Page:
Home inspections

8 Replies

It came up in another thread that some of you always have your prospective properties inspected.  

Of coarse I look over each property on my own.  I test the electric for grounding, and examine the main breaker panel for updates.  I look in the crawl space or basement for water or structure issues.  I certainly check the roof.  

If I made my purchase contingent on an inspection by a professional home inspector  the seller will simply go with a buyer that does not require this. To have the inspection done right you would have to have the electric, gas, and water turned on.  I really doubt the bank is going to do that!

I already have to bid over asking to get better houses. I just do not see a professional inspector as being practical. Is this just me?

for new investors without experience or a trusted advisor who does it's an absolute requirement IMHO.  However, for experienced investors it's probably superfluous unless it is a large and/or complicated deal.  I think I stopped after 10 or 12 deals.  But it was money very well spent before that.  

Yes like Cal, after you make 10-12 purchases the good and the bad start to become obvious or expected. You might get a little surprise once in awhile but generally speaking I do my own inspections. But I am completely satisfied that I used a professional in the beginning, taught me a lot actually. 

I have inspections done on all houses even after 10 years of flipping houses.  It is rare that I am competing with a buyer who does not require an inspection.  Have the time the inspector finds things that were not obvious to the naked eye.  At that point I can lower my offer.  I also have a document from a licensed inspector which gives weight to the needed repairs.  The seller knows the next potential buyer will wan the same things.

Just my opinion.

Bill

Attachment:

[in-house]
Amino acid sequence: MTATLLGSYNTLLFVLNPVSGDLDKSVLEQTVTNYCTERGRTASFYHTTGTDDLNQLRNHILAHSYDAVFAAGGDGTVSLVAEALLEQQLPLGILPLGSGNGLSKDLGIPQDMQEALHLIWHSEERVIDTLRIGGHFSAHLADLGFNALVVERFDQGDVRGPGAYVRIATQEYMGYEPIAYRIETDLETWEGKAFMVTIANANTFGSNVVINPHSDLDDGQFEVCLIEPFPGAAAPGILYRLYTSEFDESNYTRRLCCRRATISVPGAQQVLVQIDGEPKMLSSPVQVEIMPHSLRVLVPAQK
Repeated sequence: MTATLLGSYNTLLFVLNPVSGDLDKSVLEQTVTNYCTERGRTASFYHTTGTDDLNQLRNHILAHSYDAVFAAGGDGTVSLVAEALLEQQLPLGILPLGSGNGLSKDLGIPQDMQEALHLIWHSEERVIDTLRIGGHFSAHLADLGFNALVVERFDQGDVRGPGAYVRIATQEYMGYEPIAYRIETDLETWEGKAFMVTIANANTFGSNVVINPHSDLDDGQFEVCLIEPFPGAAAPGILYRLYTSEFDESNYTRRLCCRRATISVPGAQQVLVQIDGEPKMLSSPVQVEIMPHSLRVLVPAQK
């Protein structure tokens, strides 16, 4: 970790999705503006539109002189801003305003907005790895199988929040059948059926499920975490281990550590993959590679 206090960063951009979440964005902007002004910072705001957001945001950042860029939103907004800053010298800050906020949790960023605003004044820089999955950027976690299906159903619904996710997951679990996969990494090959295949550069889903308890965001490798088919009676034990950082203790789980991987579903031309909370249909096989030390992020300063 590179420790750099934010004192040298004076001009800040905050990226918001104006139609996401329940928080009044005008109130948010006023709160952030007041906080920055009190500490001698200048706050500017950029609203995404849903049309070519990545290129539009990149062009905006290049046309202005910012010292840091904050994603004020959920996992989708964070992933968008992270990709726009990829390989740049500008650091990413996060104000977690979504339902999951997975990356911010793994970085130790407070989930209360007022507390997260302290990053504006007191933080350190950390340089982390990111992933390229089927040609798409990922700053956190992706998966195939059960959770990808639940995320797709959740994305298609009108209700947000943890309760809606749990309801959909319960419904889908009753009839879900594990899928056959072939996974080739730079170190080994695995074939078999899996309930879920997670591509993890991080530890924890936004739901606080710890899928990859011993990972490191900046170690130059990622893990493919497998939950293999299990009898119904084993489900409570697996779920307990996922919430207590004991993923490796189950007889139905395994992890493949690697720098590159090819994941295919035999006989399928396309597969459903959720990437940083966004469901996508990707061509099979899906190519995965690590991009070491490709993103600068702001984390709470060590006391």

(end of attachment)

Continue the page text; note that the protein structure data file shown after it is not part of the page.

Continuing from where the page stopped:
Again, we're back to knowing your local market. Some markets are so competitive, making offers with no inspection helps. Other markets, you can still make competitive offers with the inspection contingency. I'll always take an inspection if I can. While the inspector rarely finds things I didn't already see, it's still nice to have another set of eyes take a look at a property. And, the documentation is nice if needed. It's also important to know who your seller is. Some banks/sellers have standard contracts that are inflexible - there's no option for waiving inspection, and they don't care if you're paying cash, financing, when closing is (in fact, a fast closing is a problem for some sellers), etc. The seller is simply looking at their net gain. Know your seller. Know what the seller wants. Meet the seller's needs. Every transaction is different.  

@Stephanie Dupuis   hit the nail on the head right there in regards to your original post. Aside from having a second set of eyes, it's nice to have an "OUT" if something does come up. That's worth the $300ish to me.

Like @Bill Jacobsen  said, the inspection brings to light things the seller is now "aware of" and must disclose to any future potential buyers. This gives a little bit of leverage if they accept the offer with the contingency. Then again, that could be why many sellers would accept an offer without one vs one that has the contingency! :)

In my experience when the seller is the bank they do not care about negotiating or hearing about what is or is not wrong with the house.  They just want "highest and best offer." Anything else is white noise that they ignore. 

as home inspector, of course i would recommend to have one done. a second set of eyes will almost always find something you over looked and you then have professional proof of what needs to be done. not only could this be used as a bargaining chip but you now has a complete, professional list of what needs to be done. of course, along the way, you will pick up on things the inspector does and will become better at finding things on your own, but especially with your first few flips, it is necessary. for any one here on BP that is in the western new york area, please see my profile and call me if you have need of a home inspector

Mark Forest 

As mentioned on the other thread, we {almost always} have our inspector go through the property even if we do not plan to make it a condition of purchase.  We do this to establish an inventory/snapshot of the condition of the building (structure, systems, etc) and for planning our retrofit/renovation strategy and schedule for the property.

Occasionally we walk a property that we know will be a total gut.  In those instances we may not bother calling in our inspector or an engineer unless we see cues of serious structural or environmental issues.

I find the cost of an inspection ($500 - $2500 pending the property) to be a fiscally effective use of my time and our funds.

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